We are delighted to announce that from 2023, Stamford will become fully co-educational at all stages. For more information, please visit Stamfordcoed.org

Our Response to Racism

Our Response to Racism

Last week, we had to confront the reality of racist behaviour among some members of our community.

It was an incredibly sad moment, and difficult to deal with in many ways. Reading the messages that had been shared, I was upset and tremendously disappointed that students here might hold these views, especially in a school in which we are proud to include international students and their families. I felt extremely sorry for the young woman who spoke out, and she should be proud of her bravery in doing so.

It has become obvious that our current programme, which includes a wide variety of direct and indirect opportunities to learn and to think about diversity, through our PSHE syllabus, lessons, our pastoral programme, and by encouraging students to explore these topics through blogging and debating, has not succeeded in engaging all our students. It is evident that we have not done enough, and I am determined that we will do better.

Over the past few days, we have been speaking to some of our former students, and their parents, whose lives have been affected by racist attitudes. We are extremely grateful to all of them for their help and input.

We realise that there is a difference between mere inclusion of black, Asian and minority ethnic individuals, and true diversity. It is true diversity which we must all – as a school, as individuals, and in our society as a whole – work actively to achieve. This means a change, and a culture shift, in how we educate our pupils about diversity.

And this will be hard, for all of us. Racism is not always overt, and racist actions do not only stem from racist thoughts or racist individuals. We all carry biases within us, and many of us express these biases without even being aware of them. Behaviour that is hurtful and oppressive is all the harder to tackle when it is insidious, or even unconscious – but it is here that the problem lies, and this is what we must tackle together.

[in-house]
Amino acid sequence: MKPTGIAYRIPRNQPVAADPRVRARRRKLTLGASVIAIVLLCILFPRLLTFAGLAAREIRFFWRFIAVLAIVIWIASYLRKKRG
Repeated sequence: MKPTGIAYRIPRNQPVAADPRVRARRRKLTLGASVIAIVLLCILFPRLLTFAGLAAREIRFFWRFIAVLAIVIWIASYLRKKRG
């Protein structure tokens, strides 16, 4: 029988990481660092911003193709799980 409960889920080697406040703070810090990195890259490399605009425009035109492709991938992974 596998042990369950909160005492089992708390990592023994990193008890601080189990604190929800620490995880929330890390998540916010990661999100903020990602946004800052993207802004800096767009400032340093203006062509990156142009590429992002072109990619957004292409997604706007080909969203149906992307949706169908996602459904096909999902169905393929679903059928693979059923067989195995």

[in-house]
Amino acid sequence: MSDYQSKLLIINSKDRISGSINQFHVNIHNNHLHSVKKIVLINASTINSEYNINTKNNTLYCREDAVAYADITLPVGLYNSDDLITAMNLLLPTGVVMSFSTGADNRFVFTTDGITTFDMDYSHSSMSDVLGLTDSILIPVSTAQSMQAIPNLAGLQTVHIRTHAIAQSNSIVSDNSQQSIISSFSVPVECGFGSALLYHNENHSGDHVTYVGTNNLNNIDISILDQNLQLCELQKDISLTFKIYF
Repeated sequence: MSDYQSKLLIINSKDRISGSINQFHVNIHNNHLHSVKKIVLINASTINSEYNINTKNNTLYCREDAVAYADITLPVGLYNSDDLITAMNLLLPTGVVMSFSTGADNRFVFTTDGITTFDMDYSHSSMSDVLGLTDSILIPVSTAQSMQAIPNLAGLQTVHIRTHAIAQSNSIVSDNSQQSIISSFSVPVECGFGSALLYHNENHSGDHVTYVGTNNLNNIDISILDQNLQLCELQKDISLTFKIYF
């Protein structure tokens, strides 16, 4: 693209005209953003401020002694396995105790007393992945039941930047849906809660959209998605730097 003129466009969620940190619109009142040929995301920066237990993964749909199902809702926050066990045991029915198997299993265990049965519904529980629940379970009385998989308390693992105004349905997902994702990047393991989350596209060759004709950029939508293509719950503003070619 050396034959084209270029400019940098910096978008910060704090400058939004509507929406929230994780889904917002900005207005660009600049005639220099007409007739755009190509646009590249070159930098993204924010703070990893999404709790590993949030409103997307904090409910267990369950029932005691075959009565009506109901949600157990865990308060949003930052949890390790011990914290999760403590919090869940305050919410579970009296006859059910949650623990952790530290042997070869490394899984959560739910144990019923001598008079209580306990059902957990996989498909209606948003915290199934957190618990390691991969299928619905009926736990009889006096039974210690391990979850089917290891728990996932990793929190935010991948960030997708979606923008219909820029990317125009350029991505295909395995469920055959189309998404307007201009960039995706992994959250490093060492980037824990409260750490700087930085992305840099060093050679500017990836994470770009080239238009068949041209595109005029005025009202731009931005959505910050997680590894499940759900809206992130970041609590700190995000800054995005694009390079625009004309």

This week, we will continue our conversations and meetings with members of our School community to find out more about their experiences here, and help us to plan for the changes that we need to make.

Our programme will be developed over time, but we commit to taking actions which will result in a lasting change in the understanding, attitudes and behaviours of our students, and in creating a community in which all our students and staff can feel secure that they will be treated fairly, inclusively, and without risk of discrimination – not just in terms of race, but in gender, disability and religious belief.

These actions will include:

· Involving past and current students from minority groups in consultation, and listening honestly and unflinchingly to their experiences, so that we can understand what we need to address.

· Training all our staff, and ensuring that proactively tackling discrimination is a priority for all our managers.

· Ensuring that embedding awareness of race and diversity is a priority in every element of our programme: not just in our social and pastoral education, but throughout our academic and co-curricular offering.

· Ensuring that all our students and staff have the tools and the confidence to speak out and challenge racism and discrimination, and know that they will have our full support.

· Working with other schools and organisations to share best practices, to develop resources, and to work together to tackle this challenge.

· Testing the knowledge and understanding of our pupils, so that we can monitor whether our programme is truly effective.

· Recruiting ambassadors from students in leadership positions, and developing training for them so that they can support their peers.

· Work with parents to consolidate these messages, both at home and at school.

· Report on our progress, and assess it honestly.

We recognise that the lives of BAME students are unquestioningly affected by racism, and that affects in turn their educational experiences. We have a duty to ensure that all Stamfordians are part of a fully inclusive and truly diverse society, where everyone feels welcome.


Will Phelan


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